Scaling Teams and the Fight Against Human Nature

I’ve talked to a lot of founders about their startup experiences and one of the more consistent topics we eventually get to is that, somewhere around 80-100 people, the team dynamics get really hard. So hard, in fact, that many founders opt to leave their companies at around this size and bring in more “professional” management.

(via Ana Teresa on Flickr)

In the past year, as Moz has grown from ~60 people to ~120, we’ve been feeling some of that same pain. A dramatic portion of the time spent by executives, managers, and myself tending to the company goes toward adjusting team dynamics, fiddling with processes, soothing egos, coaching individuals on how to work well with each other, and investing in all the human infrastructure and support necessary to make 120 people function more like a small, nimble machine.

The craft itself – the creation of that new business model and new product to solve a big, painful problem,  is a smaller and smaller portion of the time and energy pie chart (at least, for managers/execs/founders). In some ways, that’s a sad, frustrating thing. And in other ways, it’s a healthy, normal part of  scaling.

Why? Because getting bigger and working cohesively toward common goals comes into conflict with so much of human nature.

Human nature dictates that we:

  • Form tribes to build identity and camraderie – yet in a scaling startup, this causes untenable, painful, progress-stopping inter-team rivalries.
  • Invent a common enemy upon which we can heap blame and against which we can fight – sadly, inside the tribes that naturally form, there’s often a tendency to create that common enemy internally (it could be marketing vs. engineering or testing vs. production or sales vs. execs, or any number of others).
  • Minimize the positives and focus on the negatives – that could be feedback from customers, internal critiques, manager reviews, product imperfections, or weaknesses in process. It’s so easy to forget that we somehow beat the formidable odds against building something that worked, something that attracted customers, something that scaled, and a company where hundreds of people really do want to work.
  • Resist change at all costs – yet in a scaling startup, change is the only constant, and processes, procedures, formats, teams, and everything else has to change to be successful.
  • Act emotionally, yet believe our decisions to be driven solely by logic – we tell ourselves we act rationally, but can easily prove that irrational biases rule our minds. This wouldn’t be nearly as dangerous if we could recognize these biases, but in another failing of human nature, we cannot – we cling to the notion that our decisions, unlike the rest of our species, are uniquely logical.
  • Lose empathy as our numbers grow – tragically, when we need empathy the most (as an organization gets bigger and there are more people to consider and more complexities between them), our nature is to rescind it. It’s easy to empathize with a small group you see everyday, but much harder to extend that empathy to everyone in a larger group (especially those you may not know well).
  • Create rules and process to prevent against repeats of singular abuses – the old adage of one bad apple ruining the whole bunch becomes more and more likely the larger a startup grows. Process can be wonderful, but sometimes we create a process just to ward against some bad behavior from a former employeee and, by doing so, ruin the company a little more for everyone. Use process to free and enable, not to punish and restrict.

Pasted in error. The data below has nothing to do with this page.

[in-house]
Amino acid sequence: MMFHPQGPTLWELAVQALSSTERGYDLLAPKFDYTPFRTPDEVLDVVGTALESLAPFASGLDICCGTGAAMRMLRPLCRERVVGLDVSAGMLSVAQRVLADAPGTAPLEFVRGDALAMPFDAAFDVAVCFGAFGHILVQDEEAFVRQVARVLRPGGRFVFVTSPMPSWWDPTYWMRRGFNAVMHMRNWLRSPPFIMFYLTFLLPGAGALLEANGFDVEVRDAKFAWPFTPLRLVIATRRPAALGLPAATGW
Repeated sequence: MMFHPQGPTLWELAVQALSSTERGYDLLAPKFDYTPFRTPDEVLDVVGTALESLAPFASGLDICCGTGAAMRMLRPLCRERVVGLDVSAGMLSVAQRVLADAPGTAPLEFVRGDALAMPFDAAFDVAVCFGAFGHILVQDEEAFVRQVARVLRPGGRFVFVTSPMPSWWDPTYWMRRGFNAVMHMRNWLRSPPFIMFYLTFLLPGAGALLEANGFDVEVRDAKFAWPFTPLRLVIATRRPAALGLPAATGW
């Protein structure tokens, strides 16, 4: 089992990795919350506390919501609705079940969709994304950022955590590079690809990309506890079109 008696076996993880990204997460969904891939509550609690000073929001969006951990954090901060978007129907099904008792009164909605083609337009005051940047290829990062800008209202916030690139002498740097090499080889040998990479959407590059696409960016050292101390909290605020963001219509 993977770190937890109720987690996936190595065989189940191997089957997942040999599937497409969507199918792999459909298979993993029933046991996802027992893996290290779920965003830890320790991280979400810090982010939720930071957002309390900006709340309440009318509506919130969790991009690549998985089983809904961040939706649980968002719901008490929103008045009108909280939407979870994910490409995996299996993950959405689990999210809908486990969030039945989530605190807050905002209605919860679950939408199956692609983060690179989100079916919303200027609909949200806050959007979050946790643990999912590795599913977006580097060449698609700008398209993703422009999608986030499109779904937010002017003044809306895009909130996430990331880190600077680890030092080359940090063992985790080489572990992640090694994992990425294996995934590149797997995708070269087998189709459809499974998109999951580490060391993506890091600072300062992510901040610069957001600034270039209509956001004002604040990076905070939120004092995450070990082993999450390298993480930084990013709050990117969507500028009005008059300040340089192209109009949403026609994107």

• Irrationally romanticize the past – “Remember how things used to be? It was so much better three years ago when I first started here and…” -everyone at any organization, ever. But I remember three years ago. It sucked compared to today. Our ability to delight customers paled in comparison. Our ability to attract talent was in the toilet. Fear about our budget and our bottom line was a daily occurrence. 2013 is superior in so many ways and I know it, but even still find myself fondly remembering (or, rather, misremembering) back in 2010 when (in my human-addled mind) it all seemed so much easier.

I’ve witnessed the early stages (and sometimes the advanced stages) of all of these. It’s hard to watch and even hard to combat, but combat it we must (and at Moz, I think we’ve done a pretty terrific job most of the time).

My advice to startups that are reaching scale is to prepare for this pattern. We all have to go through this if we want to become bigger, more world-changing companies. Managers, executives, and founders probably need help, training, mentorship, and outside coaches (a lot of Mozzers have done this, including me). Process is an ugly word at a tiny startup, but it’s a beautiful, life-changing, progress-enabling word as you grow (so long as it’s done for the right reasons).

My advice to those who work in organizations that are scaling or have reached scale in these larger numbers is:

A) Be mindful that your nature and that of those around you makes these irrationalities and biases the default way of thinking.

B) Don’t let it stop you from doing what’s right, what fits with your values, and what moves the needle for the organization – use the knowledge of these elements to compensate mentally, emotionally, and with process.

C) Remind those around you that you’re all suffering from the same human condition, but that awareness and active resistance can win the day.

I don’t know how the next few years will go, but I do know we’ll have a bigger team, and more of the challenges from the list above. I hope that by staying mindful, and by compensating personally and as a team, we can remain the kind of place I love going into every day.